Last night, while traveling back to Nashville from Dallas, I found a young lady’s driver’s license in the women’s room at DFW. Knowing how important a state issued ID is when traveling, I immediately began looking for an agent with American Airlines to give it to in the hopes the young lady could be paged to retrieve it. Needless to say, this wasn’t as easy as I had anticipated, but I had a 2 hour layover so time wasn’t an issue.

Finally after walking past 8-10 gates, I actually found a real, live gate agent. I approached her and explained the dilemma. Her response was classic. At first,  she just stared at me with a truly dumbfounded look on her face, and then she said, “Let me call my lead to see how she wants me to handle this”. Call your lead? Are you kidding me, I thought. What’s up with that, can’t you assess the critical nature of the situation and make a simple PA announcement? In other words, can’t you take appropriate action to provide superior customer service? After all, who knows how long the ID was laying there before I came along.

After hanging up from her lead, she informed me that the lead was going to attempt to identify which flight the young lady was on and if she was still in the airport, they would try to locate her and return it.  Oh wait – it gets worse:  the gate agent said, “if she’s already gone and we can’t find her, I’ll put it in lost and found”.  Lost and found – you’ve got to be kidding, right? No, she was serious! Incredulous I replied, “If she is traveling, she may not be able to get back through here to check lost and found – can’t you get someone to at least mail it to her address?” The poor lady stuttered and stammered, but finally agreed that she would take the initiative to try to mail it to her if she couldn’t be located. Note that she would “try”, there was no declarative statement of I will take care of it. Oh well, I thought, so I thanked her and walked away shaking my head in utter disbelief. Amanda, wherever you are – I hope you get your driver’s license back!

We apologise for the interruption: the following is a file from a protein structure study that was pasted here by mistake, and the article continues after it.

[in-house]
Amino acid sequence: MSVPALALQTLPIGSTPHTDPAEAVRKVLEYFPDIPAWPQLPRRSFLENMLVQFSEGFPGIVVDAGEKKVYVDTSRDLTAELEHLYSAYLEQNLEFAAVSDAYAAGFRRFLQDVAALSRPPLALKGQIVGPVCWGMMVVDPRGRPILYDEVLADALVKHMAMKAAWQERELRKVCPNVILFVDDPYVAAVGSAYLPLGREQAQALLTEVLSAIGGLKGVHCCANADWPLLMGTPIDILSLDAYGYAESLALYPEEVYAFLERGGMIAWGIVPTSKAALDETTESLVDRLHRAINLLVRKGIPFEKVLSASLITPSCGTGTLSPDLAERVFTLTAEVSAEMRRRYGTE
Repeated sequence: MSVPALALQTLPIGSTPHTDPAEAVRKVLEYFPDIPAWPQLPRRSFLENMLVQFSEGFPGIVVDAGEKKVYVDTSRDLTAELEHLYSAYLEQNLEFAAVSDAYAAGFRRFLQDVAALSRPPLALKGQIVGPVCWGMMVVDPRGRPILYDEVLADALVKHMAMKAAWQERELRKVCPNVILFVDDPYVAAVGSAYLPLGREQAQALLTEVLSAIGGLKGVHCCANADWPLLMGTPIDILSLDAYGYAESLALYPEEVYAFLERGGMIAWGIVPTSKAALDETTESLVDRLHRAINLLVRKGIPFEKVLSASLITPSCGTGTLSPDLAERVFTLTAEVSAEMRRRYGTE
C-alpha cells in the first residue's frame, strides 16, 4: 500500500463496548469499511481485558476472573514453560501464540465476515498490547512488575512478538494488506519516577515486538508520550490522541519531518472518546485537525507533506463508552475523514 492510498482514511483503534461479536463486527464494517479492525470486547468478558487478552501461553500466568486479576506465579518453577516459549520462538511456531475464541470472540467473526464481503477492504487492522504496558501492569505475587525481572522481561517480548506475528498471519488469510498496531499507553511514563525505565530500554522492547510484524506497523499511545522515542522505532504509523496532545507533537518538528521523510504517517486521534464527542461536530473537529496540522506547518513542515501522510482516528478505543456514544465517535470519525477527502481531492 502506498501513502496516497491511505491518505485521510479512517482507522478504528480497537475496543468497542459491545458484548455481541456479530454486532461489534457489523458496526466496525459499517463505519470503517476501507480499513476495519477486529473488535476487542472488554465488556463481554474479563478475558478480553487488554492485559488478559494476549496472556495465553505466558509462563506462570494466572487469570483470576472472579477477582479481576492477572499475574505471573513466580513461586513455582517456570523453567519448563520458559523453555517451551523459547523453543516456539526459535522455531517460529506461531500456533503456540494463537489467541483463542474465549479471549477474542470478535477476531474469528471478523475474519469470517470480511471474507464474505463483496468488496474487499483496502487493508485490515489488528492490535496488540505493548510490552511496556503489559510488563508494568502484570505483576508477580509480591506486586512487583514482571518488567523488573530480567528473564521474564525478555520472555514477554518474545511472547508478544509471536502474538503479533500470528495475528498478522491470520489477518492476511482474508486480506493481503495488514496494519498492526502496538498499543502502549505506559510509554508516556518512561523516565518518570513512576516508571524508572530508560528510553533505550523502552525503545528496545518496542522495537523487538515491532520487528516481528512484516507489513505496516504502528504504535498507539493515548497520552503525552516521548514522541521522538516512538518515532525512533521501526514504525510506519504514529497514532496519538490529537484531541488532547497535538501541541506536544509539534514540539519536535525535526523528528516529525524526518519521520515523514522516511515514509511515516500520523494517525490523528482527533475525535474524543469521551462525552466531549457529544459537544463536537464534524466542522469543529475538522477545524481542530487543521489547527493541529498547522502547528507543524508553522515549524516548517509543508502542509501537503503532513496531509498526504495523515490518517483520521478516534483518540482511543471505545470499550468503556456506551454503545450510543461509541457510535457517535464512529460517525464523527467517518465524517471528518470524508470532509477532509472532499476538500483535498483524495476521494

This situation is brimming with performance, service and culture issues, begging the following questions about you, your employees and your organizational culture:

  1. Are your employees empowered to make decisions and take appropriate action to serve your customers?
  2. Do your employees care enough to go out of their way to take care of your customers?
  3. Do they take the initiative to solve problems?
  4. Do they act in the company’s best interest?
  5. Does your organizational culture promote innovative leaders or blind followers?
  6. Do your employees add value to your organization or are they retired in place and simply collecting a paycheck?

There’s a legendary tale at Apple involving an employee’s 15 second elevator ride with Steve Jobs that ended her career. Ed Niehaus, who was wooed and hired by Jobs to do PR for resurgent Apple, tells it like this: “I once rode down an elevator, not that many floors. We got in the elevator and the next floor a young woman got in, and I could see her go, ‘oops, wrong elevator.’ Little did she know that would be a fatal mistake.  Steve said, ‘Hi, who are you?’ and introduces himself  — ‘I’m Steve Jobs’ and turned on the charm and said, ‘What do you do?’  She, like the gate agent, stuttered and stammered to explain what she did. At the end of her explanation, as the elevator doors opened, Steve looked at her and replied,

What you do is NOT essential to our business.
We are not going to need you.
You’re fired.

While this may seem cold and harsh, it illustrates the fact that when you’re hired by an organization, you’re hired to provide value and if you’re not providing value (in excess of what you cost the organization) you may not be long for that organization.

Are you adding value? Are your employees? If you were asked by your boss or your CEO what you do, could you clearly and concisely explain your value to the organization? If you’re a leader, are you building a culture that unleashes employees’ maximum potential? If you’re not – you may not be of value either.